Consortia of schools and colleges offering the diplomas next year were announced this week after reviews by the diploma development partnerships and regional panels. Leaders of the panels described the Gateway process for selecting consortia as a "powerful tool" for promoting best practice.
It has encouraged better partnerships with employers, identified the professional development support that teachers need, introduced new methods of assessment and accreditation and focused minds on new approaches to teaching.
Karen Price, the chief executive of e-skills, the sector skills council for the IT industry, says the diplomas will help people aspire to better jobs and higher education. "The blend of academic and applied learning will prepare students for adaptable careers."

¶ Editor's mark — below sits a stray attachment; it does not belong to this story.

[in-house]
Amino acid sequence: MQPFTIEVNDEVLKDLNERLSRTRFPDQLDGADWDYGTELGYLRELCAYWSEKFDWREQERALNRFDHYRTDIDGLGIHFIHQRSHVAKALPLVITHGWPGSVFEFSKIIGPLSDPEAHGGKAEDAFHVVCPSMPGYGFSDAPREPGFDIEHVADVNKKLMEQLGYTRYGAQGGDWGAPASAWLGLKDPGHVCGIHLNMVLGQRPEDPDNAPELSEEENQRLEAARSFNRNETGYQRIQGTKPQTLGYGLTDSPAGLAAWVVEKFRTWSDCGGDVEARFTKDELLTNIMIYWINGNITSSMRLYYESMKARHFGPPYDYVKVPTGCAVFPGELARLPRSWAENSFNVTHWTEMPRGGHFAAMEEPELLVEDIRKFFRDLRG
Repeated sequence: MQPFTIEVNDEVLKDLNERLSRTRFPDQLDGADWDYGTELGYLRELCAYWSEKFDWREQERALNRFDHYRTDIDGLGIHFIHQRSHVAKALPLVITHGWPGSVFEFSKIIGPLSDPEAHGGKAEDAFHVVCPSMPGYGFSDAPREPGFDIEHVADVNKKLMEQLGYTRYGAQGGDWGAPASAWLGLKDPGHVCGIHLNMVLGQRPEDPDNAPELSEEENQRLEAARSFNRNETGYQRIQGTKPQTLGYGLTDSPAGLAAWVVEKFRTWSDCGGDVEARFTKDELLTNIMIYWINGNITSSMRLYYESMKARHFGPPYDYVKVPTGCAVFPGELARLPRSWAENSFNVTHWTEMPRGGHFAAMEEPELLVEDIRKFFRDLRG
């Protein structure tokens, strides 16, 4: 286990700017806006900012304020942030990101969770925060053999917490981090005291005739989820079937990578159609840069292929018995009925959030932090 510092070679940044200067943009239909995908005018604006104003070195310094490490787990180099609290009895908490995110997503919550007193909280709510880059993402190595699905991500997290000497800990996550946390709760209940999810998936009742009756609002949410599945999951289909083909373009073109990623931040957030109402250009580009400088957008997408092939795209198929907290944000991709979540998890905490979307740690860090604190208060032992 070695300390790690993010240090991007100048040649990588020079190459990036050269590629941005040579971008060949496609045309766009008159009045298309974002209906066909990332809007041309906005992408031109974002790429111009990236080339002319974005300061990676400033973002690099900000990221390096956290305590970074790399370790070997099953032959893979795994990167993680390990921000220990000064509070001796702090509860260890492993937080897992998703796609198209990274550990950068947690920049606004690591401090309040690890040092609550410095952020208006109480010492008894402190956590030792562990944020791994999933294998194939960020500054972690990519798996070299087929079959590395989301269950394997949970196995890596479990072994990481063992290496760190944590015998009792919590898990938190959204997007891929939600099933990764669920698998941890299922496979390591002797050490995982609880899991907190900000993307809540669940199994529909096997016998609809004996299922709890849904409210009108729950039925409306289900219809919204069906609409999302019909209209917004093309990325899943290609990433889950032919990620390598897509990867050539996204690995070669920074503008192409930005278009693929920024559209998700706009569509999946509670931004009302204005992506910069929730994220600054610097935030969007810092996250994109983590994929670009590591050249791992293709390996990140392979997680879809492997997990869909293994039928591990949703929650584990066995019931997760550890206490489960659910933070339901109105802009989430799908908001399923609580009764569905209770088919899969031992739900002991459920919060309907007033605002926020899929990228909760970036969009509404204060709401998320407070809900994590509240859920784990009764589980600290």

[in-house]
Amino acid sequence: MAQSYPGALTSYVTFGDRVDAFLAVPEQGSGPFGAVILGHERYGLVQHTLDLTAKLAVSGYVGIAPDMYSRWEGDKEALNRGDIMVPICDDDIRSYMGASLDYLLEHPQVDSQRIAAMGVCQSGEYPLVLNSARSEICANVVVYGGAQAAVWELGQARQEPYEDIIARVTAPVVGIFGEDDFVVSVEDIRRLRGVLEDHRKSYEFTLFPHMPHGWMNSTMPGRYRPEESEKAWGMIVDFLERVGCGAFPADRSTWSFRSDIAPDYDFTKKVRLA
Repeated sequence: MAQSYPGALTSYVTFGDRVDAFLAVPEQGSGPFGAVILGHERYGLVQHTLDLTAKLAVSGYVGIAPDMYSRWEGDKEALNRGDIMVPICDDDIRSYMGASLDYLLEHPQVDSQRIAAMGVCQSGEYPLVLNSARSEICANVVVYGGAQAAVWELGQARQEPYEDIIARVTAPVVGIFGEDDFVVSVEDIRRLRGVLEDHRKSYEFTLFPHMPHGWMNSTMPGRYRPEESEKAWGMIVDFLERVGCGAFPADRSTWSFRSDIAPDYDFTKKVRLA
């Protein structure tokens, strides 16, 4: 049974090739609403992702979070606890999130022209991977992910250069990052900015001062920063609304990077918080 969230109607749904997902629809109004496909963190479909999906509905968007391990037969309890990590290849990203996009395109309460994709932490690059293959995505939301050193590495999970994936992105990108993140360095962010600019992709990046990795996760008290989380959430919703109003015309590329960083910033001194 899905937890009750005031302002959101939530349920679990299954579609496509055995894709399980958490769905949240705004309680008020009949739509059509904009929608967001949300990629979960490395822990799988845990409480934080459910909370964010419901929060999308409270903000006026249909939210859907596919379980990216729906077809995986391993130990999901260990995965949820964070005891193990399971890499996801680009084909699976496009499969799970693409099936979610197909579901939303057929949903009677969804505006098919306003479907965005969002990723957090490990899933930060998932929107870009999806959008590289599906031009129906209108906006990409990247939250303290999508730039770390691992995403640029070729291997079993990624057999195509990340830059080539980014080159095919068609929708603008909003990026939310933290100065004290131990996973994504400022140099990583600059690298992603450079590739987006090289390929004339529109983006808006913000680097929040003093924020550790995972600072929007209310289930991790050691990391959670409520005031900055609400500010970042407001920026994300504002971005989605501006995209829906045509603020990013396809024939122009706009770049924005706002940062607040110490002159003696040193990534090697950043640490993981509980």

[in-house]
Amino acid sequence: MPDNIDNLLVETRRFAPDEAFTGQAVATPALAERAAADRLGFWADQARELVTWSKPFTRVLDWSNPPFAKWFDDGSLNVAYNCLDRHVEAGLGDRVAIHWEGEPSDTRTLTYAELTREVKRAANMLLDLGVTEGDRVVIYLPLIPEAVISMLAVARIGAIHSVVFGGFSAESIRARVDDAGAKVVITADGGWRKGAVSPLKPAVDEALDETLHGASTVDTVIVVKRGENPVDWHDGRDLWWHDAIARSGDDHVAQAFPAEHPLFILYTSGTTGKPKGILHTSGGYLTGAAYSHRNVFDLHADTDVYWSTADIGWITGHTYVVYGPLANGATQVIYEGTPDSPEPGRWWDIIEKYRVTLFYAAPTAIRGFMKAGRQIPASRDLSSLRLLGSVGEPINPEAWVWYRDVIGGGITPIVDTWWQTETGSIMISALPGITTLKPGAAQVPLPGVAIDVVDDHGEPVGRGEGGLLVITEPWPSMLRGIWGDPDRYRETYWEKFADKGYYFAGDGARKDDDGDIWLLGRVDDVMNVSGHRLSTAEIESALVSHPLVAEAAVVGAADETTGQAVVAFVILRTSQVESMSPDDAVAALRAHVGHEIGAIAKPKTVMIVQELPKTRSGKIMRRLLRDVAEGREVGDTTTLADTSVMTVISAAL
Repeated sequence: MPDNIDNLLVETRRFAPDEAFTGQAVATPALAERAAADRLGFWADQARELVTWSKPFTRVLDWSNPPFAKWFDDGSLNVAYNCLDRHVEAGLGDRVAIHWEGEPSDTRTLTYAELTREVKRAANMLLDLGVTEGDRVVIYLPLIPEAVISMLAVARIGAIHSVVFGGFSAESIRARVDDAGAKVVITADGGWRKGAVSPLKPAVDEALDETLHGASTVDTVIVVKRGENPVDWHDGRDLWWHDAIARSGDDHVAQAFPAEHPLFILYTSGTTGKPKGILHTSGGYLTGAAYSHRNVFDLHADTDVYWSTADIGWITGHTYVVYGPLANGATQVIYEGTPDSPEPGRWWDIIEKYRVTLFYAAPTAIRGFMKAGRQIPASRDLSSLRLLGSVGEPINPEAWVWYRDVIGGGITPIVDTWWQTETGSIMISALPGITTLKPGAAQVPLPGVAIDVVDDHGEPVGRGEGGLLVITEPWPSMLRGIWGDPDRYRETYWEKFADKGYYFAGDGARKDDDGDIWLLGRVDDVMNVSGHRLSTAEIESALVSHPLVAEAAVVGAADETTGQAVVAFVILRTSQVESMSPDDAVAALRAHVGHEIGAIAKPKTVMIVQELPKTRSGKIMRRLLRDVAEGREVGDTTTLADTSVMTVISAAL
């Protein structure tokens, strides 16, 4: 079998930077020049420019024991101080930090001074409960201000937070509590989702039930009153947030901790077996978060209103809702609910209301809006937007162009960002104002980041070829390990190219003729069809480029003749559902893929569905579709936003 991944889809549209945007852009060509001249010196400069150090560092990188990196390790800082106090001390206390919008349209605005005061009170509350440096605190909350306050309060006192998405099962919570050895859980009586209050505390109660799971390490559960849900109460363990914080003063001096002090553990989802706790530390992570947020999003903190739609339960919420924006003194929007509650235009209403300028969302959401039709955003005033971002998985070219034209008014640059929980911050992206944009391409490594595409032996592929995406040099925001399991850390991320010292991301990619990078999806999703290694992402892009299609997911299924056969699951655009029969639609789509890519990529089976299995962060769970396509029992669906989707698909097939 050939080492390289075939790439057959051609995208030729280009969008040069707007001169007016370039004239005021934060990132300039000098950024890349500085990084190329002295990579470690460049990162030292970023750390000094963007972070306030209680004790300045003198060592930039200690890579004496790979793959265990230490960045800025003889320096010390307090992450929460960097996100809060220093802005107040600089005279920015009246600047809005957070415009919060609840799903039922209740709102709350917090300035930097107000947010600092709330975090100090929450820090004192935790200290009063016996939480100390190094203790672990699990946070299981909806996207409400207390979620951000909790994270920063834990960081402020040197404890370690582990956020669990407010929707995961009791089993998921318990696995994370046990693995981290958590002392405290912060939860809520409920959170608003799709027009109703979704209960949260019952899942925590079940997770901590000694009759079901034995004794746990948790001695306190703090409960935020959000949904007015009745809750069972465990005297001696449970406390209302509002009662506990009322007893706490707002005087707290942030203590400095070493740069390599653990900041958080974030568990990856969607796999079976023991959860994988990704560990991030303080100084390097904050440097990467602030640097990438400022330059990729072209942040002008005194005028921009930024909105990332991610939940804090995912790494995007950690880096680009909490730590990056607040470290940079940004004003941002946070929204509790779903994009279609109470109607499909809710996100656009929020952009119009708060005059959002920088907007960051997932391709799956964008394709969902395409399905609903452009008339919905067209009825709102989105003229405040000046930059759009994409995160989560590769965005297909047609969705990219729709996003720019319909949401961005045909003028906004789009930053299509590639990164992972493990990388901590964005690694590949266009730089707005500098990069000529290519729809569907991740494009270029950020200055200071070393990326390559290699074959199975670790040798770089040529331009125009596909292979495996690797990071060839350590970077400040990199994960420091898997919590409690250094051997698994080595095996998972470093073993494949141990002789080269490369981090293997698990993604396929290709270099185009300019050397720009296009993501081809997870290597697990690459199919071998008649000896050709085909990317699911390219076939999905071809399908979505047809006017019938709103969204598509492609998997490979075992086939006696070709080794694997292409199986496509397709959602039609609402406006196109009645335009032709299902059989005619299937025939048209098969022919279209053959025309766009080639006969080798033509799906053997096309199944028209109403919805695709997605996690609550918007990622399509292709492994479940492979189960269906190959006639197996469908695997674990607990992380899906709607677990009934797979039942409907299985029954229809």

Graham Lane, the chairman of the engineering diploma development partnership, is equally emphatic in believing the diplomas will improve teaching and learning. "Research among disaffected learners showed they don't like sitting in a class, being talked at or being asked to read text books." The result has been "more about linking areas of the curriculum, imaginative use of languages and applying subjects".
But diplomas are not only for the disaffected. Mr Lane says: "There are almost as many consortia applying for the post-16 part of the diploma as there are for the post-14 part. They see it as mainstream and an alternative to three A-levels."